God’s Ultimate Provision

America as a nation has not been in a more precarious position than now. The scope and number of the threats are numerous and most ominous. War clouds are gathering. Potential sources of danger are all around. Unnumbered hoards pour across our borders daily. Are our defenses secure? What are we to do? Psalm 118:8 answers: “It is better to trust in the Lord than to put confidence in man.”

This gem of truth is mounted in expressions acknowledging God’s nature.

“He is good,” things aren’t always good, but He is. It is His nature. Goodness is His essence and nature.  He can’t be any other way. This does not mean things are always going to turn out good from our perspective, but even if they don’t His nature remains unstained. His nature is constantly good, therefore “trust in the Lord.” He is always worthy to be praised whether we are receiving what we want or not.

“His mercy endures forever.” Even in our personal darkest hour or our national dilemma double daily He offers His unbound mercy. In the Book of Psalms this truth is noted 34 times. The 118 Psalm begins and ends with it. His mercy endures forever. It had no beginning and be assured it will have no end. It is immediate and ultimate.

There is a medieval couplet that notes the immediacy of His mercy related to a person falling off a horse: “Between the saddle and the ground mercy sought and mercy found.”

There are six Egyptian Hallel Psalms sung in Jesus time as part of the Passover feast. This psalm is the last of the six Egyptian Hallel Psalms, sung in Jesus’ day as part of the Passover ritual. Matthew 26: 30 and Mark 14: 26 records Jesus along with His disciples singing a hymn in the upper room. It is a reference to the Hallel Psalms. He sang of God’s mercy fully aware of what would happen in the next 24 hours at Calvary.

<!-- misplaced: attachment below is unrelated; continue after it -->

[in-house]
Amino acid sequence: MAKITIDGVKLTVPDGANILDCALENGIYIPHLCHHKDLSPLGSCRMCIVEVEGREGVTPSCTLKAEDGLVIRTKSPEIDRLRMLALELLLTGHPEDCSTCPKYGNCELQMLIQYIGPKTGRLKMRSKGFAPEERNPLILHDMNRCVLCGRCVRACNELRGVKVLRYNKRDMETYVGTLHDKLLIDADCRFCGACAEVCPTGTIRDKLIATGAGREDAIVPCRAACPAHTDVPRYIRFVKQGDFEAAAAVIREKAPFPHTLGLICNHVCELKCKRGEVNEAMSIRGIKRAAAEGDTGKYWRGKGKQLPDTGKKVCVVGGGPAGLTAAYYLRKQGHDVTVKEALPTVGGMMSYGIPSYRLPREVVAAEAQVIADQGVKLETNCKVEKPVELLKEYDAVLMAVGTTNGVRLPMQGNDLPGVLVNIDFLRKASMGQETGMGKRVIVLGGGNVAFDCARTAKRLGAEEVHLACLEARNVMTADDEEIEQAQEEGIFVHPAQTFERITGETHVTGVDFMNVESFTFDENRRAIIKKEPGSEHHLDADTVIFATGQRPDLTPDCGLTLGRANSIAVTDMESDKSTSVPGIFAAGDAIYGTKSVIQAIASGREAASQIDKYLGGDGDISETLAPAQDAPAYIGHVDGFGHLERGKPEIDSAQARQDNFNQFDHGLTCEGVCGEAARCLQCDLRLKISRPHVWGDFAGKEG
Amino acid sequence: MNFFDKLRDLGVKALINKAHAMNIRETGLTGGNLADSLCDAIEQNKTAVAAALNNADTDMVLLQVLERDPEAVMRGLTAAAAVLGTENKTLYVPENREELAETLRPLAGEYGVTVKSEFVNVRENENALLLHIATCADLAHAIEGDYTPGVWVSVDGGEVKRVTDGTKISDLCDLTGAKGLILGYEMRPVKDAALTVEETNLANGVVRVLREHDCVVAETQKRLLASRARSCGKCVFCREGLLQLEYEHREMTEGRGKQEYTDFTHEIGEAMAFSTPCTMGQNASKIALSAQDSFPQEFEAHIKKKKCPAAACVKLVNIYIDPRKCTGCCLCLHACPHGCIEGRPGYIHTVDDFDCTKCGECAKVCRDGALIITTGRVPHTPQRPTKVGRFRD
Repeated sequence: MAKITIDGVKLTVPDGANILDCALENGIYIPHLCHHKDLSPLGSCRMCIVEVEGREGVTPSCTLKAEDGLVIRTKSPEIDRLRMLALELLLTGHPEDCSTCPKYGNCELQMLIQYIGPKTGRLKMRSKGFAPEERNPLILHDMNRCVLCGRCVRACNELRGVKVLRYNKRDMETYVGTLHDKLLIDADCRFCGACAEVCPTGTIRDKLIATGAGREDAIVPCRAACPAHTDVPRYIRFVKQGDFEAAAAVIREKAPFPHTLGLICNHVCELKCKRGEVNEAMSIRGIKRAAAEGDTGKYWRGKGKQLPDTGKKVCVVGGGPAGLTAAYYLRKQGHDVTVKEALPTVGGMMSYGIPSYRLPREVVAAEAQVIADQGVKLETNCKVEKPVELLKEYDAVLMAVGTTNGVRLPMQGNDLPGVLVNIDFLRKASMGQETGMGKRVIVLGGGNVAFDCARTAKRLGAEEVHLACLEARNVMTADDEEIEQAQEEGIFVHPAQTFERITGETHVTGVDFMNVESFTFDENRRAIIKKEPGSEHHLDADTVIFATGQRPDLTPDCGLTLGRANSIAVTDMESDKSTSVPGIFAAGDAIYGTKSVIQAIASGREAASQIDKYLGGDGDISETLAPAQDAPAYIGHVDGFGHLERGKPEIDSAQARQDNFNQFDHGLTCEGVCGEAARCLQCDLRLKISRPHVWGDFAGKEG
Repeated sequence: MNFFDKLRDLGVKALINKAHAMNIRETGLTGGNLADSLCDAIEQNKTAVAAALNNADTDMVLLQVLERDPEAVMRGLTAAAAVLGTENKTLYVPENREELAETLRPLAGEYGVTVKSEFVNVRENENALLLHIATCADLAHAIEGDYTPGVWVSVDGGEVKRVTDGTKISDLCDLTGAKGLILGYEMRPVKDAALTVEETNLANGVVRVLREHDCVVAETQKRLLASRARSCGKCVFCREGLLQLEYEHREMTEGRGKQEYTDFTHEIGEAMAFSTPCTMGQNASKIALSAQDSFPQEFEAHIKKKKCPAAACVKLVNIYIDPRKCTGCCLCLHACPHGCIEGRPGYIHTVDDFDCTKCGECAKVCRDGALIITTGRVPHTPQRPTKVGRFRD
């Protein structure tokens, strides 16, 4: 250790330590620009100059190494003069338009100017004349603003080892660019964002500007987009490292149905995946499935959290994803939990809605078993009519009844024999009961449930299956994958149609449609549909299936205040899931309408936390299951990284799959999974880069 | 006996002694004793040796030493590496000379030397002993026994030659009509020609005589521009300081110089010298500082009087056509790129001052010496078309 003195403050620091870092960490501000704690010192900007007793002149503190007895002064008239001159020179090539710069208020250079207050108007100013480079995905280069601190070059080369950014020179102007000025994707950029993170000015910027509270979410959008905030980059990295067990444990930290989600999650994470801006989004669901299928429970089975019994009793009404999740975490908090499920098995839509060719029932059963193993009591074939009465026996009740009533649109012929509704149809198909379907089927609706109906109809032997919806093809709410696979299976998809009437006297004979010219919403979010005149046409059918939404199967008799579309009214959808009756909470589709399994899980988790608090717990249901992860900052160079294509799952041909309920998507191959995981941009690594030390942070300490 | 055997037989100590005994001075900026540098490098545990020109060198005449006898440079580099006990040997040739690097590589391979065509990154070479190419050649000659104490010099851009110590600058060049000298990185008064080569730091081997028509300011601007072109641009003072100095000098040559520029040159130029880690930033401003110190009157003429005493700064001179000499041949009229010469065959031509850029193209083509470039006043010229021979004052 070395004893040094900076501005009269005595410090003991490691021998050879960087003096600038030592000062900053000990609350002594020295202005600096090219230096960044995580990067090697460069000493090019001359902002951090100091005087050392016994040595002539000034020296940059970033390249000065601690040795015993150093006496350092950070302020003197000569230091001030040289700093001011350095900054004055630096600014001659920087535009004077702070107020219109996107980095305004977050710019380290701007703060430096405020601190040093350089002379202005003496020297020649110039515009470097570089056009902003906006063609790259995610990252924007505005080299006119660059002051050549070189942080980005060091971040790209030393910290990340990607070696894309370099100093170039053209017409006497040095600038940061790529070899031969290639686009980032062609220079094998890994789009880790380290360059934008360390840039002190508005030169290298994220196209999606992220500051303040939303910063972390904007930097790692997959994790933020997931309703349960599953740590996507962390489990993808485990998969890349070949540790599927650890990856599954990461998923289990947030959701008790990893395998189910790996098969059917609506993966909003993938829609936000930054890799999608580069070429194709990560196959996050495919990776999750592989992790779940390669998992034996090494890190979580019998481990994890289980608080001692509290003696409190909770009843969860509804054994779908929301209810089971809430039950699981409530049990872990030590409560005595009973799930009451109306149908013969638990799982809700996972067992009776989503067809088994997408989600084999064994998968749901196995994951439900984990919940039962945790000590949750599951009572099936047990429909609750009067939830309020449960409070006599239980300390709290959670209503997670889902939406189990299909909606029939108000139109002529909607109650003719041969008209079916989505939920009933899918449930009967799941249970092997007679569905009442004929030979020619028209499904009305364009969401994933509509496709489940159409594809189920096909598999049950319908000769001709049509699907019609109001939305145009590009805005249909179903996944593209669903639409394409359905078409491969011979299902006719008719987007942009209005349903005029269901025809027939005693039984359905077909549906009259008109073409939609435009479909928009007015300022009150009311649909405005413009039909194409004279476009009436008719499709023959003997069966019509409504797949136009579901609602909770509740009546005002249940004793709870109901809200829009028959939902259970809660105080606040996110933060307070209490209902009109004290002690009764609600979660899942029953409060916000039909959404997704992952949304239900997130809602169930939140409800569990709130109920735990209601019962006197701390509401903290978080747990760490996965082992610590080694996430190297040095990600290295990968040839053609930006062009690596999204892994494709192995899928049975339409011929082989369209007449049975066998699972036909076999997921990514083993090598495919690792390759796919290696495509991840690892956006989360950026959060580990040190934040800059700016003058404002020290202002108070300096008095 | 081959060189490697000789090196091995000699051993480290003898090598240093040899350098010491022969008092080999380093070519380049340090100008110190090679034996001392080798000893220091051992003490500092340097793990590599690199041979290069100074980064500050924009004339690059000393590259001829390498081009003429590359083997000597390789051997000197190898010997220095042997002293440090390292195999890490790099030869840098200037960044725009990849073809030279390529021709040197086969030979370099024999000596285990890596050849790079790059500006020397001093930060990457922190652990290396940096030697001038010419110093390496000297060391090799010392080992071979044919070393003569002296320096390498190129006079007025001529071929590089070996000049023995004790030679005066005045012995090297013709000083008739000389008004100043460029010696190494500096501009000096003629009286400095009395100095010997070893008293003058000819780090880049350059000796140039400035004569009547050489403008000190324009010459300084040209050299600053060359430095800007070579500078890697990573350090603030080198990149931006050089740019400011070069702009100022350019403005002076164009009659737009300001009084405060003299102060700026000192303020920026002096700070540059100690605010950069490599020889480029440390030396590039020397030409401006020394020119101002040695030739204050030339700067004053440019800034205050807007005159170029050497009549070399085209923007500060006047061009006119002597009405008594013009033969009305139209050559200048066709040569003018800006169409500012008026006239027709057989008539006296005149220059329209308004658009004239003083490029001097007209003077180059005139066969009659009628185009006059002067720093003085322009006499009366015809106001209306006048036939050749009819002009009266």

The Psalmist faced threats in the time of penning this great Psalm. However, in light of these great truths he concluded “I will not fear.”

There is a wonderful principle in Scripture that is often overlooked. It is this. There is a natural fear of death. It is a healthy defense of life. The fear of death prompts a desire to live. Here is a beautiful counterpoint. When the moment of death comes for the believer there is no fear of death. It is taken away. “Yeah though I walk through the Valley of the Shadow of Death I will fear no evil.”

An example of this is a medieval Christian sentenced to be burned at the stake. He was heard to scream in his cell the night prior to his execution as he put his finger in the flame of a candle to see if he could stand such a death. Every time he withdrew his hand in horror. The next day as the flames surrounded him he sang hymns and praised God with his last breath.

The night before He did not need God’s grace. When the moment came that he needed it, he had it. The same will be true of all who trust in the Lord.